Thanks Chair, just if I may. They’re contained within the report anyway but I think it really does strike me as a really positive approach for the policy and performance committees to drill down into such matters and I think that from an officer perspective, to receive the balanced report is really encouraging. I think more than anything else it demonstrates progress that we had taken. I think it demonstrates progress that we were taking in advance of the ICO’s intervention, nevertheless quite clearly we were duty bound to follow that and I think it is important to see both in terms of context which I think is helpful on page nineteen in terms of the numbers of requests we get, but in terms of page eighteen in terms of how we responded to those requests but I guess as the report sets out it’s really important that this is a journey that we’re on here and we haven’t reached our end game yet.

The end game is the consistency of response times to the FOI requests that links heavily into Councillor Gilchrist’s point that the more information we can provide upfront, then hopefully less number of FOIs we’ll have to deal with which equally comes back to the Chair’s comments around the costs of FOI enquiries which are extremely high and I was quite sure in the briefing that we can use the resources to greater effect in terms of impact on service users and our residents.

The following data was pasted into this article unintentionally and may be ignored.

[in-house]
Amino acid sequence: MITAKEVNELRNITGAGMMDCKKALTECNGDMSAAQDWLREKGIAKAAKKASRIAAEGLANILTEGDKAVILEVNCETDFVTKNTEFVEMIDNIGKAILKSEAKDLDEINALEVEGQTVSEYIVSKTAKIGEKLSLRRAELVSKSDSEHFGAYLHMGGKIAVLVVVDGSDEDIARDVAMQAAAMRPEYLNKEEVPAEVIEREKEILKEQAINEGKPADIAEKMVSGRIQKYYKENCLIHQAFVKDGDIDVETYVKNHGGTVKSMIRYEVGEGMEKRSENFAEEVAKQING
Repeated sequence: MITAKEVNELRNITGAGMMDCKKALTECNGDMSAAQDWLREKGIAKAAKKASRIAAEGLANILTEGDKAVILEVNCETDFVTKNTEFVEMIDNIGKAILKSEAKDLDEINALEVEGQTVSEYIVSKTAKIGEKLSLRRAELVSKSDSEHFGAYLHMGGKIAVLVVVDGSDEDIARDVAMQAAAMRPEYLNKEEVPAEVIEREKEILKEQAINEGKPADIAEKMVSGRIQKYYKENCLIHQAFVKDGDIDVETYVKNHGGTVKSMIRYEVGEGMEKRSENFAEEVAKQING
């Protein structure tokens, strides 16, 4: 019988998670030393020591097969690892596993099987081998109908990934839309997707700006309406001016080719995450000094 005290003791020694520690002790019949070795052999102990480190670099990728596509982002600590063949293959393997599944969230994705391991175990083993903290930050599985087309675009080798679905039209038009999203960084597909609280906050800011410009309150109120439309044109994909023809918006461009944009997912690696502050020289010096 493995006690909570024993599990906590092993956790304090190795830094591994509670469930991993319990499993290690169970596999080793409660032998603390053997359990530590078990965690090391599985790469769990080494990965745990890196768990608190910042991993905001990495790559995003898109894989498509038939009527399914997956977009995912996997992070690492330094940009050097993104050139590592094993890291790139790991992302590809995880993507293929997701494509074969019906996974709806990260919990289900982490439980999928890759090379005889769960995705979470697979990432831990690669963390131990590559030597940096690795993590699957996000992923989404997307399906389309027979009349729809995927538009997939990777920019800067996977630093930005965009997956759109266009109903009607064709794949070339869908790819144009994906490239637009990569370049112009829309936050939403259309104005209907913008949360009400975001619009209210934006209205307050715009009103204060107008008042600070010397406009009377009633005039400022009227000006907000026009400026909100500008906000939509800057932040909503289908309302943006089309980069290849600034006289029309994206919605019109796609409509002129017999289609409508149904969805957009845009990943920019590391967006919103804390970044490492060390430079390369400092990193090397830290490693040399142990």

So certainly from an officer perspective regarding the report, happy to again as an officer to accept all the recommendations and ensure they will see due progress over the coming months.

COUNCILLOR STUART WITTINGHAM (CHAIR)
Thank you Joe, Surjit do you have anything to add?

SURJIT TOUR
No.

COUNCILLOR STUART WITTINGHAM (CHAIR)
OK, anyone else got any further comments or questions? OK, I’ll move onto the recommendations. 4.1 agreed? It’s on page ten. 4.1 the Committee is asked to note the contents of the report. Agreed?

COUNCILLORS
Agreed.

COUNCILLOR STUART WITTINGHAM (CHAIR)
OK, at 4.2 we’re requested to consider whether or not we wish to refer the report to Cabinet. I suggest that we do, is that agreed?

COUNCILLORS
Agreed.

COUNCILLOR STUART WITTINGHAM (CHAIR)
Thank you.

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Planning Committee approves planning application for houses in Irby by seven votes to five

                        

Video of Wirral Council’s Planning Committee meeting of the 16th April 2014

The Planning Committee meeting started as usual with her usual spiel about who were sitting around the tables (which considering that everyone had name plates seems a little unnecessary). She said that to her left was the solicitor (Rosemary Lyons) to “make sure everything is done legally” and that the officers (of which there were four) to her left where there to “guide us through our decisions and make sure everything is done appropriately with planning legislation”.